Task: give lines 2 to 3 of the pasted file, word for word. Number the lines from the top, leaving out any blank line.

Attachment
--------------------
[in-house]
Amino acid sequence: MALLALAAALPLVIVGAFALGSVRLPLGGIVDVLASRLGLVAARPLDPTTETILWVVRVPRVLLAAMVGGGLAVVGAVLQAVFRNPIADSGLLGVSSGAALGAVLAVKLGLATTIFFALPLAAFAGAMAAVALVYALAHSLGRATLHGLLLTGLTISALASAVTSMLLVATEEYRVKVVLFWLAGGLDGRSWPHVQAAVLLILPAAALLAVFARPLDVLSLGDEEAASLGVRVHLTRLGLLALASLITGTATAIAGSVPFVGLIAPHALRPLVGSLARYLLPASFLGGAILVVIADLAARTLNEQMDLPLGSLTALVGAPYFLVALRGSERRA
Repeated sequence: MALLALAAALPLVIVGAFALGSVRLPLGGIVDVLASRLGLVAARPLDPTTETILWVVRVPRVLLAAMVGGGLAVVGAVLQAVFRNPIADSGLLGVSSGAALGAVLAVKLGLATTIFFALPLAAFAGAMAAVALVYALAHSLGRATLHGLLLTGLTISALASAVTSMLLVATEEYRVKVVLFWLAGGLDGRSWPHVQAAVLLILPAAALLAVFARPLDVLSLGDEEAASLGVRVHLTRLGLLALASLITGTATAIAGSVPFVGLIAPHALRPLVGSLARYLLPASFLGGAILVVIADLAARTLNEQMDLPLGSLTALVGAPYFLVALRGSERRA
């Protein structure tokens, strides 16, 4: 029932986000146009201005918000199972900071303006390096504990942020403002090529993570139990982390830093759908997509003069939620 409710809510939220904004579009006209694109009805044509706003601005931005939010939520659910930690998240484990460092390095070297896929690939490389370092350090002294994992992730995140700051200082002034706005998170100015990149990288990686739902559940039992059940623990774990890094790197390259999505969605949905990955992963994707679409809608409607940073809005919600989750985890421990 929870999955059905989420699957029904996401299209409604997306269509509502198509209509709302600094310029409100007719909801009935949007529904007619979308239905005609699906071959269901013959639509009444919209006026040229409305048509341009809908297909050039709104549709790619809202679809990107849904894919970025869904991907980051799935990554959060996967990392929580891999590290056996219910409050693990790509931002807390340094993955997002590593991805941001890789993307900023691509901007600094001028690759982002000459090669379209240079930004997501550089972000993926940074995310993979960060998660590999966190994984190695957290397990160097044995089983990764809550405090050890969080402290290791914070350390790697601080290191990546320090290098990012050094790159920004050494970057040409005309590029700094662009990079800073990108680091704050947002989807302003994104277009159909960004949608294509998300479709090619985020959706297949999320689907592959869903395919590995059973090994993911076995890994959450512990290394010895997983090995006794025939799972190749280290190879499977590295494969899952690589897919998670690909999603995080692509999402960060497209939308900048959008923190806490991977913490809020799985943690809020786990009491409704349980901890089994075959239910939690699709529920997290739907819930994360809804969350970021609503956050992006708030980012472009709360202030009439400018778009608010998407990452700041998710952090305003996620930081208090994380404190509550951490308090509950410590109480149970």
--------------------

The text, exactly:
Amino acid sequence: MALLALAAALPLVIVGAFALGSVRLPLGGIVDVLASRLGLVAARPLDPTTETILWVVRVPRVLLAAMVGGGLAVVGAVLQAVFRNPIADSGLLGVSSGAALGAVLAVKLGLATTIFFALPLAAFAGAMAAVALVYALAHSLGRATLHGLLLTGLTISALASAVTSMLLVATEEYRVKVVLFWLAGGLDGRSWPHVQAAVLLILPAAALLAVFARPLDVLSLGDEEAASLGVRVHLTRLGLLALASLITGTATAIAGSVPFVGLIAPHALRPLVGSLARYLLPASFLGGAILVVIADLAARTLNEQMDLPLGSLTALVGAPYFLVALRGSERRA
Repeated sequence: MALLALAAALPLVIVGAFALGSVRLPLGGIVDVLASRLGLVAARPLDPTTETILWVVRVPRVLLAAMVGGGLAVVGAVLQAVFRNPIADSGLLGVSSGAALGAVLAVKLGLATTIFFALPLAAFAGAMAAVALVYALAHSLGRATLHGLLLTGLTISALASAVTSMLLVATEEYRVKVVLFWLAGGLDGRSWPHVQAAVLLILPAAALLAVFARPLDVLSLGDEEAASLGVRVHLTRLGLLALASLITGTATAIAGSVPFVGLIAPHALRPLVGSLARYLLPASFLGGAILVVIADLAARTLNEQMDLPLGSLTALVGAPYFLVALRGSERRA